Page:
You can’t get bubble pancakes in Arlington!

“Is this the same Peter Chang, who just opened up a new restaurant right near our house?” my mother asked.

Why, yes. Yes, it is.

The big day finally arrived. Everyone who participated in the play in some way had made a tie dye shirt to wear as their costume. My mother crowed with delight and clapped her hands as each of her grandchildren filed past her to be admired..

I went up to change into my own shirt.

“I don’t think I can wear my shirt. It’s so ugly, it’s embarrassing,” I said sheepishly.

“Yes, it is.” my mother replied.

I went up to change.

We went to church and settled ourselves in the pew.

The musical was beautifully executed. The singers performed the catchy numbers with enthusiasm and true musicality. The acting was heartfelt and genuine.

My daughter at long last delivered her line: “Why not?

I turned to look at my mom and we both started shaking with laughter. She had to clap her hand over her mouth so as not to yelp out loud. Tears streamed from our eyes and we shook the pew with our silent laughter for a good five minutes.

If you were to ask me if those ten hours of driving were worth it for those five minutes of laughter, I’d answer: Absolutely…Why not?

In which Lumpy and Stupid Try Not to Disgrace the Family Name

When it comes to my parents, the only thing we’ve ever been able to count on for sure, is that we should expect the unexpected.

“Kids, we’re moving to Dallas!”

“We’re moving to Korea.”

“We’re moving to Florida.”

“We’re moving to Pennsylvania.”

“Tell your teachers this is your last week of school. We’re moving to Virginia next week.”

“Thanks for picking us up at the airport, but we’re going to drive to Tennessee now. See you at the end of the week.” (At 11 pm).

Surprise! We decided to come home a few days early!” (At 3 am the next day).

“We’ve decided to move to Korea.”

“We’re moving to California.”

“We changed our minds, we’re not going to stay for dinner. What? A two and a half hour drive is no big deal. We got to see you for a whole fifteen minutes!”

One might assume that after a lifetime of dealing with this kind of erratic behavior, one would give up trying to figure out their next move. Perhaps if one weren’t so lumpy and stupid, one would have given up trying, years ago. But every morning of the week we spent in Korea, my sister and I conferred with our parents in a vain attempt to definitively pin down the particulars of the schedule for the day. Every day my parents would say one thing and then casually drop bombshells left and right as the day wore on.

On Wednesday, we knew we would be attending the annual Founder’s Day Festival at the university (in honor of my grandfather), and that my father would be giving some sort of speech.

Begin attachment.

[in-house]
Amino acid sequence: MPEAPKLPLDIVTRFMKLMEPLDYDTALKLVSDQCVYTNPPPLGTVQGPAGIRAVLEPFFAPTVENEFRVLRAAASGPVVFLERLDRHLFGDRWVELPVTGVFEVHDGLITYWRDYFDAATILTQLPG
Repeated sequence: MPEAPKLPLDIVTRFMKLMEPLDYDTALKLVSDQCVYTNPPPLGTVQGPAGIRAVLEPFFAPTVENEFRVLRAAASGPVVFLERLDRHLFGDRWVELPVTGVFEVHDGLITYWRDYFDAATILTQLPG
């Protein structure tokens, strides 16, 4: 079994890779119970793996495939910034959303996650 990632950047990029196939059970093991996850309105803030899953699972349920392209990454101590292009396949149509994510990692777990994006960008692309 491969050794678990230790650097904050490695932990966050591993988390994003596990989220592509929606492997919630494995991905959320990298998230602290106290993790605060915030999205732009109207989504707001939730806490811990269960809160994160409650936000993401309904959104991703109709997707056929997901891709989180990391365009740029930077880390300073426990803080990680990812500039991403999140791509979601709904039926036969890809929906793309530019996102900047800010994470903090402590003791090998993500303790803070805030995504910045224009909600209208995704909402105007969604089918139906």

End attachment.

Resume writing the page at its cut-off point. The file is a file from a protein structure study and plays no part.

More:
That morning my dad said, “Oh, by the way, they’re giving me an honorary degree today. They want you girls to go up on stage and help me with my cap and gown.”

“Ummm, Dad, is that really a good idea? We don’t speak Korean. We’ll have no idea what to do. We’re going to make complete fools of ourselves. We wouldn’t want to embarrass you in front of all those peop-”

“Nah. It’ll be fine. I’m sure they’ll tell you what to do.”

We begged our mom to intercede on our behalf…to explain that we were Lumpy and Stupid and could not be trusted to perform in such a public venue on such an important occasion. Not only did she refuse to help us, she craftily seated herself waaaaaaaay in the back of the auditorium, so as to escape notice herself.

It was not terrible.

My sister was not introduced, as she had been all week long, as a “good eater who as a little girl could eat an entire chicken all by herself, and especially loved the greasy skin which she’d rip off with her bare hands.”

When they introduced me, the lame joke I had once made, that after watching a few Korean dramas, I was now fluent enough in Korean to be the next university president, was not repeated as my mother insisted on doing over and over to my horror and everlasting shame to people, who never once cracked a smile at its retelling, and instead politely nodded their heads as they struggled not to betray their shocked disapproval at the rapacious, grasping, (lumpy and stupid) daughter who had made such an audacious claim.

We did not trip on the stairs on our way to the stage.

We bowed awkwardly, and maybe only looked a little bit like boobs as we did so.

We fumbled with the zipper for only a few seconds.

We placed the cap on our dad’s head more or less the right way.

We hugged our dad when we were ordered to in a stage whisper.


We looked only as stiff and awkward as we usually do, AND there was no food stuck between my teeth when we posed for photos.

My mom did not escape with impunity. They managed to hunt her down…

I exacted my revenge by taking photos of the takedown:


The Founder’s Day Festival:

After the ceremony, we celebrated our small victory with dinner:

And just a little more revenge: